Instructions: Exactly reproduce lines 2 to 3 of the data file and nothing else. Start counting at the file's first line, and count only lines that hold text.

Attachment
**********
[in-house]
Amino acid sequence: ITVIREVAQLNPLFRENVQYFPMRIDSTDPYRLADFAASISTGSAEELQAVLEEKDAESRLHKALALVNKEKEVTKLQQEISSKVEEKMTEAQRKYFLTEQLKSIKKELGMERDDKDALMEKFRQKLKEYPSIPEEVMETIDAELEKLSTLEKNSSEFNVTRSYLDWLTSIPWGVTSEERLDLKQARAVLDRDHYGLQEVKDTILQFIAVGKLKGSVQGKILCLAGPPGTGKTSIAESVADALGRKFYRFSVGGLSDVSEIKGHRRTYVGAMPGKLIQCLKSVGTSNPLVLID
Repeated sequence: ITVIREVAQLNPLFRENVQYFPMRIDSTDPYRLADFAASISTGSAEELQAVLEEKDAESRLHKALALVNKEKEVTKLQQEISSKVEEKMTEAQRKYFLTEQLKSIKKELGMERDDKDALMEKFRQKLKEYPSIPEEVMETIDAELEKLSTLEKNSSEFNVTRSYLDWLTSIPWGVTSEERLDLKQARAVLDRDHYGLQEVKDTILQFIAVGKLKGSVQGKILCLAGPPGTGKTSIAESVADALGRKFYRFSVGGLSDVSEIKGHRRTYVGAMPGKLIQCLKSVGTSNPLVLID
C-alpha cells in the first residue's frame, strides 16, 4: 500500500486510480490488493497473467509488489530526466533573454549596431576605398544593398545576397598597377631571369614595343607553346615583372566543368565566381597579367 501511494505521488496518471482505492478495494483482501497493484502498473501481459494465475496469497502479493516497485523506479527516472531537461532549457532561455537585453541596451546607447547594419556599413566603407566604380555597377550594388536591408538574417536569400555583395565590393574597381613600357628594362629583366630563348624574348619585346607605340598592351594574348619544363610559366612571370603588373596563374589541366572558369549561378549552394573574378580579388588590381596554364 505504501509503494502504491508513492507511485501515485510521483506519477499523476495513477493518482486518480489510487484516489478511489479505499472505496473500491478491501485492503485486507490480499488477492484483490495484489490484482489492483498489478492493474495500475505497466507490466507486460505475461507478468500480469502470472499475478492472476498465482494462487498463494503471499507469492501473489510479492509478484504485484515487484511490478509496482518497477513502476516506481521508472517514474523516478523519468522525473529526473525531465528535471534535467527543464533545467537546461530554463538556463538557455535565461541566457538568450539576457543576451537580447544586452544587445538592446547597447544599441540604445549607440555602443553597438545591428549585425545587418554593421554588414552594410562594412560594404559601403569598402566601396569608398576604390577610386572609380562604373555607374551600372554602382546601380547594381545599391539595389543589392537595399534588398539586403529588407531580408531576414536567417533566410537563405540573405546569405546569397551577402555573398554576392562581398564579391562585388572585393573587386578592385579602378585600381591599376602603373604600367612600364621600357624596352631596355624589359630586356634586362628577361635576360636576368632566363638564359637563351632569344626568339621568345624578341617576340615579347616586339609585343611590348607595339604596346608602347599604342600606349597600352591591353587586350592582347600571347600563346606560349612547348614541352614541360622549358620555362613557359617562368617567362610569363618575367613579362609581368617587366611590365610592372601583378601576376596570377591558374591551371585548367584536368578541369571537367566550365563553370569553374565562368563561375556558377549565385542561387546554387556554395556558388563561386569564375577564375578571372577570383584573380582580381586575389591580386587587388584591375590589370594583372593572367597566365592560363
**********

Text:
Amino acid sequence: ITVIREVAQLNPLFRENVQYFPMRIDSTDPYRLADFAASISTGSAEELQAVLEEKDAESRLHKALALVNKEKEVTKLQQEISSKVEEKMTEAQRKYFLTEQLKSIKKELGMERDDKDALMEKFRQKLKEYPSIPEEVMETIDAELEKLSTLEKNSSEFNVTRSYLDWLTSIPWGVTSEERLDLKQARAVLDRDHYGLQEVKDTILQFIAVGKLKGSVQGKILCLAGPPGTGKTSIAESVADALGRKFYRFSVGGLSDVSEIKGHRRTYVGAMPGKLIQCLKSVGTSNPLVLID
Repeated sequence: ITVIREVAQLNPLFRENVQYFPMRIDSTDPYRLADFAASISTGSAEELQAVLEEKDAESRLHKALALVNKEKEVTKLQQEISSKVEEKMTEAQRKYFLTEQLKSIKKELGMERDDKDALMEKFRQKLKEYPSIPEEVMETIDAELEKLSTLEKNSSEFNVTRSYLDWLTSIPWGVTSEERLDLKQARAVLDRDHYGLQEVKDTILQFIAVGKLKGSVQGKILCLAGPPGTGKTSIAESVADALGRKFYRFSVGGLSDVSEIKGHRRTYVGAMPGKLIQCLKSVGTSNPLVLID